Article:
Blog

  • Wilson Miner - "When We Build"

    We shape our tools and our tools shape us.” As more of the tools we live with every day become digital instead of physical, our opportunity – and responsibility – as designers is multiplying. We live in a world of screens, and we are the ones who decide what goes on them. We are in a unique position to have an impact – one that lasts longer than the next redesign or the latest technology. What happens when we stop thinking of ourselves not just as developers or experience designers, and take up the mantle as a new generation of product designers for a digital world?

    Recorded at Build 2011

  • Happy birthday! Who are you?

    I don't really have 1,146 friends, but as of today, and according to Facebook, I do.  Professor Robin Dunbar says I can only maintain 150 friendships (which is where Path's 150 friend limit comes from). Whether you agree with that or not, there's a high likelyhood that you have a number of "friends" on Facebook who you have a vague-at-best knowledge of who they are.

    For me, this is a symptom of not wanting to have to constantly decide who's friend request I'd accept and whose I wouldn't over the years. I've met lots of people at conferences or events, through work or travels, so it's just been easier to accept everyone than to spend the time figuring out if I actually know them.

    There are ways to get a signal of whether a request is coming from a completely random person, but the only work-free option Facebook offers up is displaying the number of mutual friends you have in the friend request UI.

    While it would seem that the easy fix would be to go to your friend page and simply unfriend the people you don't know, Facebook actually makes this process pretty painful. Beyond it taking multiple clicks to unfriend someone, you end up with option paralysis when looking at a large group of people and trying to systematically decide who stays and who goes.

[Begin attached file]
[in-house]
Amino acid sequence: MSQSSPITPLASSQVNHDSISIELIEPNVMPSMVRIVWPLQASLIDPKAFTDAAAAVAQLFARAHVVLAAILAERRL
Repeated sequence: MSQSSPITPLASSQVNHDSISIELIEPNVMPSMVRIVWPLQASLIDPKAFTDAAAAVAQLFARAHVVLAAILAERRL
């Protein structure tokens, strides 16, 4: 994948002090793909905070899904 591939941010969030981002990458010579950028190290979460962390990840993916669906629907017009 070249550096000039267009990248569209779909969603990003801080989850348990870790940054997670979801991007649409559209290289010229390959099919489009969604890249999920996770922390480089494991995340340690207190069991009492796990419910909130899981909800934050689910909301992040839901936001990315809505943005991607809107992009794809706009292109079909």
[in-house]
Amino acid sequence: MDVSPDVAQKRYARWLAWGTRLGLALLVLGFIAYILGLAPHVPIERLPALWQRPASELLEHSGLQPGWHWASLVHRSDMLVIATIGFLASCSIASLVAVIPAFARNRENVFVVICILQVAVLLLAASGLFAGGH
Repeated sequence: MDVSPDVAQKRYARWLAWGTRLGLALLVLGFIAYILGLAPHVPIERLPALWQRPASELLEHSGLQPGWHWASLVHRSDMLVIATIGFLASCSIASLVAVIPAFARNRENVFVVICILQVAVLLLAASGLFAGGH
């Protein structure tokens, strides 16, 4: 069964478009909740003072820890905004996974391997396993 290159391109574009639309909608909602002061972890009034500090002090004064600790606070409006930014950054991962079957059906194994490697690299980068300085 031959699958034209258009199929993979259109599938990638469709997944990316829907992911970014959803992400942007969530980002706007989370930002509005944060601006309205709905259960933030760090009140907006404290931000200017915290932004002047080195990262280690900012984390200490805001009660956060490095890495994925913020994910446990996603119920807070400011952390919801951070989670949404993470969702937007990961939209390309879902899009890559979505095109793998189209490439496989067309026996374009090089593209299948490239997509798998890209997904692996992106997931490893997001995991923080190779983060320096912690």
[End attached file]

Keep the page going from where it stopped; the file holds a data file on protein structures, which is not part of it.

I have a solution: unfriend people on their birthday.

    This is a process that will take a full year from the day you decide to start. Since there are rarely double-digit numbers of people's birthdays in a single day, it's much more manageable. You're simply presented with a few people per day via Facebook's birthday notifications on your homepage to choose from. See a name you don't recognize? Unfriend. Simple as that.

    Plus, I'm pretty sure that when you unfriend someone, it automatically pushes them to subscribing to your feed (unless you choose to block that person), so the chance they'll notice the change in relationship status is very low. Obviously, this only works if the person you've friended has chosen to display their birthday, but once you've fully pruned your list, the people you don't recognize will become a lot more obvious to you.

    So there you have it. Get your Facebook social graph under control in manageable, habitual way in 365 days. Give it a try!

  • You can't quit being an entrepreneur

    An article titled "When You Should Quit Being An Entrepreneur" was posted yesterday morning on Business Insider. It struck a nerve, so I wanted to put some of my thoughts down.

    The word entrepreneur has become so common, most people actually have no problem spelling it.  In that time, what the word means has taken on two definitions. Explicitly, being an entrepreneur means:

    A person who organizes and manages any enterprise, especially a business, usually with considerable initiative and risk. (source)

    However, over the past 10 years or so, an entrepreneur has implicitly come to mean someone who creates. A maker.

    As Zach Klein pointed out this morning on Twitter, this is something we’re going to start to see as positions within companies – previously referred to as an “intrapreneur”. It’s not uncommon to see “entrepreneurial” listed on a job req as a desired trait of a potential employee.